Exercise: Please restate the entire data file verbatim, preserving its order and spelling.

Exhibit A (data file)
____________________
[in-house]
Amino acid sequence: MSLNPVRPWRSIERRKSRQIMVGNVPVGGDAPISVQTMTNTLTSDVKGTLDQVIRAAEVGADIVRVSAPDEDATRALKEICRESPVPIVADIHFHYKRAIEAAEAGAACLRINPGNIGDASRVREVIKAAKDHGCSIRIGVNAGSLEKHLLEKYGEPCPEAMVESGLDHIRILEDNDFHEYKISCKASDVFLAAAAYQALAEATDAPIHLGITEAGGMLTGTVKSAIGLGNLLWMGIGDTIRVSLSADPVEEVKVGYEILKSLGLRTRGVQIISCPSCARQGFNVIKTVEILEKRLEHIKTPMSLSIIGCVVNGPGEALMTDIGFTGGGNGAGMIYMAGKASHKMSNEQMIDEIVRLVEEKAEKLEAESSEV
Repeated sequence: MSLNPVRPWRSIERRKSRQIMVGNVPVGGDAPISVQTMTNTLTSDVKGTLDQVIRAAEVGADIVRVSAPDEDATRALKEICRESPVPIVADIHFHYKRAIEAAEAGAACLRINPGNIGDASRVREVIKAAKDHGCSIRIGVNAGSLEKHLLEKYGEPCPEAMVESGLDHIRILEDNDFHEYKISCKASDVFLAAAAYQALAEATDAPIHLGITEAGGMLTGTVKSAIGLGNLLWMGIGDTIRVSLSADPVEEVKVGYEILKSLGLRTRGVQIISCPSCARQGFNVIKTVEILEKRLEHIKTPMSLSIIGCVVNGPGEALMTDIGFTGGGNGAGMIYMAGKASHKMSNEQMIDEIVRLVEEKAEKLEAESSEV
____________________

[in-house]
Amino acid sequence: MSLNPVRPWRSIERRKSRQIMVGNVPVGGDAPISVQTMTNTLTSDVKGTLDQVIRAAEVGADIVRVSAPDEDATRALKEICRESPVPIVADIHFHYKRAIEAAEAGAACLRINPGNIGDASRVREVIKAAKDHGCSIRIGVNAGSLEKHLLEKYGEPCPEAMVESGLDHIRILEDNDFHEYKISCKASDVFLAAAAYQALAEATDAPIHLGITEAGGMLTGTVKSAIGLGNLLWMGIGDTIRVSLSADPVEEVKVGYEILKSLGLRTRGVQIISCPSCARQGFNVIKTVEILEKRLEHIKTPMSLSIIGCVVNGPGEALMTDIGFTGGGNGAGMIYMAGKASHKMSNEQMIDEIVRLVEEKAEKLEAESSEV
Repeated sequence: MSLNPVRPWRSIERRKSRQIMVGNVPVGGDAPISVQTMTNTLTSDVKGTLDQVIRAAEVGADIVRVSAPDEDATRALKEICRESPVPIVADIHFHYKRAIEAAEAGAACLRINPGNIGDASRVREVIKAAKDHGCSIRIGVNAGSLEKHLLEKYGEPCPEAMVESGLDHIRILEDNDFHEYKISCKASDVFLAAAAYQALAEATDAPIHLGITEAGGMLTGTVKSAIGLGNLLWMGIGDTIRVSLSADPVEEVKVGYEILKSLGLRTRGVQIISCPSCARQGFNVIKTVEILEKRLEHIKTPMSLSIIGCVVNGPGEALMTDIGFTGGGNGAGMIYMAGKASHKMSNEQMIDEIVRLVEEKAEKLEAESSEV